I have long respected Debbie Pelley, the former Jonesboro teacher who over the years has fought battles with Arkansas legislators and nationwide on behalf of conservative values and principles.
Pelley is one of those people who can be as formidable as a badger in her beliefs as well as profound in the common sense she displays.
In March 1998, when Jonesboro’s Westside Middle School students Mitchell Johnson, 13, and Andrew Golden, 11, decided to bring weapons to the school grounds and shoot students and others as they exited the building, Pelley was teaching there.
The aftermath left four students and one teacher dead, with 10 others wounded. It was among the earlier school shootings in this era of America, coming a year before the Columbine massacre in April 1999.
As a former teacher of Mitchell’s, Pelley had earned the standing to comment reasonably on probable causes behind this tragedy, and was invited to testify before the U.S. Senate’s Commerce Committee on June 16, 1998.
In her testimony she warned of what she had observed and predicted as a root cause of such growing violence among teenagers. Clearly, few senators listened closely enough to her admonitions to take meaningful action.
Pelley, who wrote an opinion essay published this March, the 20th anniversary of the Westside shootings, said a significant problem with the safety of children today is not being addressed. Until it is, she predicted, shootings in schools and elsewhere would continue.
“Twenty years ago I said there would be continuous school shootings and said to friends that we don’t have a chance at anything different as long as our kids were listening to this [rap] music,” Pelley wrote. “… [O]ur children listen to [messages] every day that teach violence, love of guns, killing school children and even killing cops. The theme of this music is that the most glorious thing one can do is kill someone and be on death row.”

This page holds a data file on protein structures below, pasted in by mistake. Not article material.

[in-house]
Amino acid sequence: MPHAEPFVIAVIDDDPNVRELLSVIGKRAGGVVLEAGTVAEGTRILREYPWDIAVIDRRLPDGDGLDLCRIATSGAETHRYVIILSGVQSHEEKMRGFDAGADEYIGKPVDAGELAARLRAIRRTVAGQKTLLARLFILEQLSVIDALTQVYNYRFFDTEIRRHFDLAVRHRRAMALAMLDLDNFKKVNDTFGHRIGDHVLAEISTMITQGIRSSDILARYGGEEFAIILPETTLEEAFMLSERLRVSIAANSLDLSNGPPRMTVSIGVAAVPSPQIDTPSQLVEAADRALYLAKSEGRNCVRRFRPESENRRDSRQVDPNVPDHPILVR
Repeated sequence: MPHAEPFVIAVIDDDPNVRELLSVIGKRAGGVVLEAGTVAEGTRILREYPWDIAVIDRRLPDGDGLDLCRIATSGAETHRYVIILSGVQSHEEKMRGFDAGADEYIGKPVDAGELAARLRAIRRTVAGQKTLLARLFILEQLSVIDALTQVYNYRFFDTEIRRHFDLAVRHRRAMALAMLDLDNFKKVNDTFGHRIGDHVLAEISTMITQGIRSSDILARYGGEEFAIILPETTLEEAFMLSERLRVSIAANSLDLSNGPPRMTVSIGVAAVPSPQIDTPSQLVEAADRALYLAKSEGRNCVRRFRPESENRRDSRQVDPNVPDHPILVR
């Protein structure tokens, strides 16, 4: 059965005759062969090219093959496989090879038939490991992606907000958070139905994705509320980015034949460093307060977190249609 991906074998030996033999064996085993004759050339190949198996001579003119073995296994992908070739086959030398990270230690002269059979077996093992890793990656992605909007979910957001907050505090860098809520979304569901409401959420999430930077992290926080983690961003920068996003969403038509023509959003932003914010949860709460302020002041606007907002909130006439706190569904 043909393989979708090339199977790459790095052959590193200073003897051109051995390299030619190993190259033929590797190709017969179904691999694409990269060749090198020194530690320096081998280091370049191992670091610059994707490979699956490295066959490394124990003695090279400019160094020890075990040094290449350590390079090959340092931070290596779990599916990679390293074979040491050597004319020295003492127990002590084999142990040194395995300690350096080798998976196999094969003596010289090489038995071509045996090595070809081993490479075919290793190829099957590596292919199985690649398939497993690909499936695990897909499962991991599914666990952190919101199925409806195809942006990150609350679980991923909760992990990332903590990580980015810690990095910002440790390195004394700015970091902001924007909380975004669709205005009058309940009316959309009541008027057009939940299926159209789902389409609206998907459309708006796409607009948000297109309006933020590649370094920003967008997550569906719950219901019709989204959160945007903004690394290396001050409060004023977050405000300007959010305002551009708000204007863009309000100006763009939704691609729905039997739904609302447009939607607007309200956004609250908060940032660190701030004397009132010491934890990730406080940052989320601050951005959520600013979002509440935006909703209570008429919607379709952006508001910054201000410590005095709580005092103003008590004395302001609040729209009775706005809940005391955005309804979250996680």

She continued: “Every time there is a shooting the liberals yell about the guns, but no one talks about the culture and its influence on our children. Liberals hide behind freedom of speech, and they were out in full force when I gave my testimony arguing that the culture or music had nothing to do with school shootings.
Dave Grossman, who wrote the book On Killing, has repeatedly warned about the video games that desensitize our children to violence and killing. In the Westside shooting one of the two young boys who did the killing was into music and the other was into video games.
In Pelley’s Senate testimony two decades earlier, she had provided ample evidence to support her contentions.
She told lawmakers Mitchell had been a student in her English class for an hour each day between August and the shooting. “Mitchell was always respectful, using yes ma’am and no ma’am in his responses to me. I never saw him exhibit anger, never saw him commit any hostile act toward any other student or exhibit any behavior that would make me think Mitchell could commit this act. In fact, he had a pleasant and even cheerful disposition and appeared to enjoy his many friends, and to enjoy life in general."